HomeNewsPeople of IonE: Jennifer Schmitt and the multifaceted fight against food waste

People of IonE: Jennifer Schmitt and the multifaceted fight against food waste

Jennifer Schmitt, program director and lead scientist for the Institute on the Environment’s NorthStar Initiative for Sustainable Enterprise, has no typical day. Whether it’s collaborating with other researchers or meeting with IonE Director of Partnerships & Development Jan Gerstenberger to discuss future opportunities, there’s no question Schmitt has her hands full at NorthStar. Inside and outside of IonE, Schmitt advances research and engagement about complex issues near and dear to her heart, just one of which is the food wasted throughout Minnesota, the United States, and the world.

Recently, Schmitt collaborated with IonE Fellow and College of Food, Agricultural, and Natural Resource Sciences Professor Hikaru Peterson and CFANS Ph.D. student Vanee Dusoruth to estimate a local food waste baseline, examining national, regional, and local studies to estimate the amount of food that is discarded, diverted, and landfilled in Minnesota. The research is significant not only for the scientific community, but also for all consumers. Below, Schmitt gives us a taste of what inspires her as a researcher, what she recommends we do to reduce our own food waste, and how she hopes IonE will help lead the way to a lower-waste, more sustainable future.

Portrait: Jennifer Schmitt

Jennifer Schmitt, director of IonE’s Northstar Initiative for Sustainable Enterprise

First, let’s talk about the paper you recently contributed to with Peterson and Dusoruth. As you tailored your research to focus specifically on Minnesota food waste, in what ways did you see Minnesota differ from the rest of the nation? In what ways were the results similar?

In the creation of food waste, Minnesota is largely the same as the rest of the United States. We do have more agriculture than many areas and a fair number of food processors, but with 40 percent of food waste occurring at the household level, Minnesota food waste is like other U.S. household waste.

That being said, I believe Minnesota differs in the opportunities for addressing the food waste problem. We have large food industry corporations in our backyard that are working on this issue, and a hotbed of sustainability focused companies and many local governmental entities working on food waste solutions. And in the University of Minnesota, we have a leading R1 institution with remarkable scientists working on agriculture, animals science, waste to energy, and soil health. Last but certainly not least, we have communities that value our natural resources and demand composting options. All of these merge to make Minnesota an ideal place to solve the problem of food waste.

Residential losses account for the largest amount of food waste – not just in Minnesota, but nationwide. What is the significance of this finding? And what do you believe are some opportunities to reduce food waste in homes?

Yes, households are the biggest source of food waste. This makes the problem of food waste very difficult in that the problem is dispersed and the waste is co-mingled with other waste. Even when sorted for curbside composting, the food waste is mixed with items such as paper towels that limit the alternatives to landfilling. Obviously you cannot recover food waste for hunger relief, but when contaminated with non-food items such as napkins you also cannot recover the food waste for animal feed.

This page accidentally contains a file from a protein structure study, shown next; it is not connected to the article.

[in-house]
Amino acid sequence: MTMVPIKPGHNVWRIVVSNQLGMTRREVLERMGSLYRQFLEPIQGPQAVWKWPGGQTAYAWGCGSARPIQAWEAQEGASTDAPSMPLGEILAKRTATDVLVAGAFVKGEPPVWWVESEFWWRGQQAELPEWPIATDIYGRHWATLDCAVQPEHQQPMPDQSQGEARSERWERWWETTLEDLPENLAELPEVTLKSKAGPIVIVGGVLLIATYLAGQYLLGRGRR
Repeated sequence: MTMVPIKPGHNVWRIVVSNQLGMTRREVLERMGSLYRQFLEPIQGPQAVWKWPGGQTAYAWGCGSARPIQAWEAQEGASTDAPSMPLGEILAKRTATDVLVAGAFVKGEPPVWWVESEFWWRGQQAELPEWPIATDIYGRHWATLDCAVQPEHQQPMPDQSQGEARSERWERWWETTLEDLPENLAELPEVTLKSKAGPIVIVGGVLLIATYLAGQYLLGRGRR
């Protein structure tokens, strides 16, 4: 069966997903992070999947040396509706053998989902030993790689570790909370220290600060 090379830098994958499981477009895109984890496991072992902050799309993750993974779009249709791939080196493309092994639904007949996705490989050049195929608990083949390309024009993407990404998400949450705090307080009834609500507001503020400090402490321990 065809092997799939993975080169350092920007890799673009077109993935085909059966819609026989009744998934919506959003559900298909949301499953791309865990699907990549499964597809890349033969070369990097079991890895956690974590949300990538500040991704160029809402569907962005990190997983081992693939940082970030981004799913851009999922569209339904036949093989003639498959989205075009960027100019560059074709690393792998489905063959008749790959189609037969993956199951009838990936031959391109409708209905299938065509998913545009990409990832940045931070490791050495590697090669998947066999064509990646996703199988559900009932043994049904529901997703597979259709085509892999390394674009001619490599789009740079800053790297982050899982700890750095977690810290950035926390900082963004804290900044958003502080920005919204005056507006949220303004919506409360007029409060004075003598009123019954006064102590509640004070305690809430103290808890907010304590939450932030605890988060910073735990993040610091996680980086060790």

As for some opportunities to reduce waste in homes, I think we need to demand curbside composting. We also need to demand smaller portions at restaurants to cut down on waste there – or the waste when we bring home the food and don’t eat it. Which reminds me – eat your leftovers!

Past research has found that food waste accounts for about 2 percent of U.S. energy consumption. Many people might not draw this connection, and I’m wondering: What do you see as the significance of this figure?

The important thing to remember about food waste (or any waste) is that in order for it to get on your plate, food required lots of inputs: water, nutrients, energy, land, money, and many more. All of these inputs are being used for something that we are just throwing away! How crazy is that?

So if we think about 2 percent of all energy consumption in the economy being used for food waste – that’s the equivalent of running 112,000 wind turbines for a year. The significance here is that decreasing food waste systemically can have savings in many areas, including energy use (and thus carbon emissions), water use, and money.

What motivates and inspires you as a scientist and a researcher?

Bringing about positive change in our world. My academic career path has always been focused on getting the skills and knowledge to make a difference. Initially I was focused on environmental improvements, but I increasingly find myself drawn to the intersection of social and environmental change.

What’s ahead for you?

I’ve just joined the board of the Food Recovery Network, and I plan on using my growing networks in hunger relief along with my work and partners focused on the environmental issues of food waste to help Minnesota become a leader in food waste reductions at all points of waste in the supply chains.

I plan to use this area of research to foster collaborative science and humanities research that does more than provide the technical fixes to food waste, but that brings the scientific and economic solutions to the ethnographic reasons why we waste food. Ultimately, I am determined for IonE to be a key player in the research and solutions to food waste.

Grace Becker is the IonE Communications Assistant and an undergraduate student at the University of Minnesota, where she is studying Strategic Communications, Spanish, and Sustainability Studies. 

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